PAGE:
Vote for the Sanborn Maps You Want to See Online Next

UPDATE: The people have spoken! We will digitize Sanborn maps from Winston-Salem next. It’s a great set — we’ll include maps from 1885, 1890, 1895, 1900, 1907, 1912, and 1917. The 1917 set is especially rich, covering the whole city and surrounding industrial areas on 112 sheets. Look for these to start appearing soon, with Durham and Hillsborough to come a little later. The full tally of votes is below.

The North Carolina Maps project is continuing to grow, with a big focus of the current year being the digitization of all of the pre-1923 Sanborn Fire Insurance Maps in the North Carolina Collection. These are fantastic resources, showing towns and cities from around the state in incredible detail. Designed to be used by insurance agencies and local fire departments, the maps show the footprint, size, and purpose of most buildings in the city. The downtown areas are especially interesting as they show what kinds of businesses were located in each building. This example shows a block along South Front Street in Wilmington in 1904:

We’ve finished the sets of maps for Kinston, Wilmington, and Charlotte, and we’re working on Greensboro right now. Keep up with our progress on the Sanborn Map page on our website.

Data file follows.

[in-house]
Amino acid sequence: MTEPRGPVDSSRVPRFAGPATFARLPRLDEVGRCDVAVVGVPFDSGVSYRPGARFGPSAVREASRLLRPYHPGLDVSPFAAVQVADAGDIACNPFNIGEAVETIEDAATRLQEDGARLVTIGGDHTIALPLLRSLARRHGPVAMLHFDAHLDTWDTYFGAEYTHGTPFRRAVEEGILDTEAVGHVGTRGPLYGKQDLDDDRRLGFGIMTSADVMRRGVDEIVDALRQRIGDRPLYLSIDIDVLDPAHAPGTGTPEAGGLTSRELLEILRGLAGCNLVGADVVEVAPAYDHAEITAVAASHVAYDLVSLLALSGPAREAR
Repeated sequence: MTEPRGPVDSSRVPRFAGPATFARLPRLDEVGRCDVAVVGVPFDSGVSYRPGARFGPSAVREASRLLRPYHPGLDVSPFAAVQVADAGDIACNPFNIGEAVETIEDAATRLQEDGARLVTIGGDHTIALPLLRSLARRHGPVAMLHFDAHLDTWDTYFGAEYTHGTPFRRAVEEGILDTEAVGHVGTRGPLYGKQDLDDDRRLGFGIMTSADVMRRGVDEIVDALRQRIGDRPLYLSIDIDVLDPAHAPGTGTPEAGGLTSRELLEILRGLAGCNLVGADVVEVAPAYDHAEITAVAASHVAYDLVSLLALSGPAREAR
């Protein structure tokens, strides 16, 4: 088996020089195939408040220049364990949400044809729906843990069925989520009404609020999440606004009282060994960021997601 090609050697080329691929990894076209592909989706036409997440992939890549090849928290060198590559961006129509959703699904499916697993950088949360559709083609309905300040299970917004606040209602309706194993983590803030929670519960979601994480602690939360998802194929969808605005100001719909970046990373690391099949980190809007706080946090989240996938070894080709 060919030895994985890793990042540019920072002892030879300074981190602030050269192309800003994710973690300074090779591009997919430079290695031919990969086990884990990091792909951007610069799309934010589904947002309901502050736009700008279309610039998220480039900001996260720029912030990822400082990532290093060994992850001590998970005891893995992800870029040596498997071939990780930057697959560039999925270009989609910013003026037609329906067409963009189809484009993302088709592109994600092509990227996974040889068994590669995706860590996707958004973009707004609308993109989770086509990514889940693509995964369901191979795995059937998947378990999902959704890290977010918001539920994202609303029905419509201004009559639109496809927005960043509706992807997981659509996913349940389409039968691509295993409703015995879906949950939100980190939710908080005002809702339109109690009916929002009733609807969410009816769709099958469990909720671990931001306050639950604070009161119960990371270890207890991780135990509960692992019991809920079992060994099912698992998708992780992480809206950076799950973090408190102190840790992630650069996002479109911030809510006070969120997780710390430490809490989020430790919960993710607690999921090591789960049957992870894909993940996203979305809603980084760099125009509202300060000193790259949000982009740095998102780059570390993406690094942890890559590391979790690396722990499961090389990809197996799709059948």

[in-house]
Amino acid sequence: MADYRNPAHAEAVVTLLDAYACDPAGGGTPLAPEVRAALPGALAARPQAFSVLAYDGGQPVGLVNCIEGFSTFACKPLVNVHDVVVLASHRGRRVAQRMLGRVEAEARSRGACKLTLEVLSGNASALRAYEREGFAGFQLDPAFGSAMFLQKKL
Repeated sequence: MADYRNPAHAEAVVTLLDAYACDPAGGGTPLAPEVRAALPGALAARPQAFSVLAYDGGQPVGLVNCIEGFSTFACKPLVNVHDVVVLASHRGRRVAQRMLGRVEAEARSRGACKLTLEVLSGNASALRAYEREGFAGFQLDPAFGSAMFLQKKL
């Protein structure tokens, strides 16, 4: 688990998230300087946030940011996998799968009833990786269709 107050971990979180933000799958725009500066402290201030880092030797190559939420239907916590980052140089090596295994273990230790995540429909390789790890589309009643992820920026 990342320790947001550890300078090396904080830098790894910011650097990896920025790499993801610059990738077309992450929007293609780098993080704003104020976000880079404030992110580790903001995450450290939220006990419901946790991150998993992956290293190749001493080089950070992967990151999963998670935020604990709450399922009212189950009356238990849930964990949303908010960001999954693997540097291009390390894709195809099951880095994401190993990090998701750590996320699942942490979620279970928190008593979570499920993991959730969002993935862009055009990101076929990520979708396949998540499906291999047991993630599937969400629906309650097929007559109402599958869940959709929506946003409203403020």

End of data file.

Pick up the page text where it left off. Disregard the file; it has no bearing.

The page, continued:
In an effort to democratize the digitization process, I’d like to have your help in choosing what city to work on next. All of the cities and towns for which pre-1923 maps are available will be done eventually, but if you can’t wait to see these fascinating maps for your hometown, cast your vote in the comments section below. For a full list of the cities and towns that are available, see the list of Sanborn maps on the NCC website.

Once we’re done with Greensboro (It’ll probably be about a week and half), I’ll count the votes and the city that has the most will be the one we work on next.

Grits Forever

Several years ago David Perry and the late Bill Neal published a brief tribute to a great dish: Good Old Grits Cookbook. I don’t make grits much any more. I don’t have time in the morning for slow cooked grits; I don’t much like quick cooked; and I can’t abide instant. Neal and Perry reminded me, however, that grits are not just for breakfast and fit in nicely with a main dish. I was particularly struck by “eggplant creole,” essentially a vegetable stew served over hot cheese grits. The dish may be a little warm for the summer, but it is at the top of my list for the first cool days of fall.